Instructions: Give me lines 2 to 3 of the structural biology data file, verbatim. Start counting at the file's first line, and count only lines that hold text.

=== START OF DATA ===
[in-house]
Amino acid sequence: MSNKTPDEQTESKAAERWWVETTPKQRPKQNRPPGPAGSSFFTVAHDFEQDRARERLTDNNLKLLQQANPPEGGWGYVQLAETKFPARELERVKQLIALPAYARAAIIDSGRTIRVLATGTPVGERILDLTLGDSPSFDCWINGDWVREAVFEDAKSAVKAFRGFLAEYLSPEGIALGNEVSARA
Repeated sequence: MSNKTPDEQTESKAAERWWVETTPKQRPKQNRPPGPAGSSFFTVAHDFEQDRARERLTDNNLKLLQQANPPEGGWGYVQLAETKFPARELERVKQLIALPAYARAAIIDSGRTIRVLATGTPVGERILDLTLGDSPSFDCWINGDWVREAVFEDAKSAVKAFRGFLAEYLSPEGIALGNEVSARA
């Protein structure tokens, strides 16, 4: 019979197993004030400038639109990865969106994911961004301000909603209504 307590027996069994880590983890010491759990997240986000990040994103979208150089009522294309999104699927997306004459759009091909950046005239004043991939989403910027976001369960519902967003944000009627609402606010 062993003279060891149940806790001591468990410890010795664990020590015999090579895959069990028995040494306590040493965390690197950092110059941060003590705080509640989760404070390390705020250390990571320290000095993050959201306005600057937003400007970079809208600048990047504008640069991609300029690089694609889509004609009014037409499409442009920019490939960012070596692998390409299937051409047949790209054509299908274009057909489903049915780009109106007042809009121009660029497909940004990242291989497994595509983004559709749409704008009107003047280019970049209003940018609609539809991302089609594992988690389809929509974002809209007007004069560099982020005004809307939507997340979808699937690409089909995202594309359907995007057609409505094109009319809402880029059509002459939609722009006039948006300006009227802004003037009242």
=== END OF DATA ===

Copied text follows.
Amino acid sequence: MSNKTPDEQTESKAAERWWVETTPKQRPKQNRPPGPAGSSFFTVAHDFEQDRARERLTDNNLKLLQQANPPEGGWGYVQLAETKFPARELERVKQLIALPAYARAAIIDSGRTIRVLATGTPVGERILDLTLGDSPSFDCWINGDWVREAVFEDAKSAVKAFRGFLAEYLSPEGIALGNEVSARA
Repeated sequence: MSNKTPDEQTESKAAERWWVETTPKQRPKQNRPPGPAGSSFFTVAHDFEQDRARERLTDNNLKLLQQANPPEGGWGYVQLAETKFPARELERVKQLIALPAYARAAIIDSGRTIRVLATGTPVGERILDLTLGDSPSFDCWINGDWVREAVFEDAKSAVKAFRGFLAEYLSPEGIALGNEVSARA